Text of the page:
EPA takes action over permitDunn County is working with the U.S. Environmental Protection Agency to correct problems it caused by rerouting the Little Knife River last year.
By: Ashley Martin, The Dickinson Press
Dunn County is working with the U.S. Environmental Protection Agency to correct problems it caused by rerouting the Little Knife River last year.
The EPA has taken action against Dunn County for straightening a portion of the river without getting a permit, according to a press release issued Thursday.
The county allegedly violated the Clean Water Act and the EPA issued a compliance order to the county last week. If they don’t comply they may be fined.
“They were straightening and rerouting two roads and they completely filled and rerouted about 1,300 feet of the river itself,” said Laura Niles, EPA spokeswoman.
The river was rerouted about six miles northwest of Manning, she said.
The EPA is concerned because the rerouting shortened the river by about 200 feet, which may have impacted wildlife, Niles said. However, she said the EPA does not know whether the realignment damaged natural habitats.
“There was no specific study done as far as the wildlife impacts,” Niles said.
Ross Sundeen, Dunn County state’s attorney, said part of the river was straightened to accommodate a road construction project. He said the county didn’t realize it needed a permit.
“In many respects it was a miscommunication between the Dunn County Road Department and the (Army) Corps of Engineers,” Sundeen said.
He said it was the county’s understanding it did not need a permit because of the size of the Little Knife River. He said the river is not navigable, according state and federal laws, so they did not believe the county would need to apply for a permit.
However, the fact that the Little Knife pours into a navigable river changes regulations, Sundeen said.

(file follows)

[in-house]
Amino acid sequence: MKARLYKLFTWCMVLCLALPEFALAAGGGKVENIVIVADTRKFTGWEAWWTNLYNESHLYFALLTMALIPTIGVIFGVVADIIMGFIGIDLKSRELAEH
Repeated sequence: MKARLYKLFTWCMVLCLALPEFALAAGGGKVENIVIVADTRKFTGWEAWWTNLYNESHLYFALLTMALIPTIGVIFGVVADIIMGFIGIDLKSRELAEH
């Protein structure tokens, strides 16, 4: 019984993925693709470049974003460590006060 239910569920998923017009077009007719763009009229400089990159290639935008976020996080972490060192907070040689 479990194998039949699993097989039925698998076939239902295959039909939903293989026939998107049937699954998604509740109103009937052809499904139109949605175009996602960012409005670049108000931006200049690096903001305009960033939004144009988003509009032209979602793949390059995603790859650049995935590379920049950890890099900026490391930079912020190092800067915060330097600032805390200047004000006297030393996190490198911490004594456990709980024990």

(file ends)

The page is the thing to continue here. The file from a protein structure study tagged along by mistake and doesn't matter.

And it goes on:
“In this instance, the Little Knife River dumps into the Knife River, which correspondingly dumps into the Missouri River, which is water subject to the jurisdiction of the Corps of Engineers and then a whole different set of rules apply,” Sundeen said.
Niles said the Army Corps of Engineers discovered the river had been rerouted while inspecting the area prior to a different project in Dunn County. They then issued a notice of violation in September, she said.
“We’ve been investigating the case since last fall, but we didn’t let Dunn County know that we were pursuing enforcement activity until this last week,” Niles said.
Dunn County will have to create new channels close to the areas they filled in to correct any problems they may have created, Niles said. If the county does not comply with the EPA’s orders, they may be fined, she said.
Sundeen said Dunn County will comply with the EPA’s order and is getting an engineer to fix the problem.
However, he is unsure what must be done.
“I hope the road alignment would remain the same, but I don’t know that because it depends on that mitigation plan and what we have to do to remedy the concern that the EPA has out for us,” Sundeen said.
Since plans have not been made, Sundeen said it is impossible to know how much it will cost to fix the river.
Reinhard Hauck, Dunn County auditor, said the county will have to use money from its road department budget to cover the cost of adding channels to the river.
“We’ll have to fix what happened out there, but we’re still committed to the road projects and road systems as it is now,” Hauck said.
Niles estimates it would take three to four months to complete the project.
“We would hope to get it done this construction season, but weather and all sorts of things can impact that,” Sundeen said.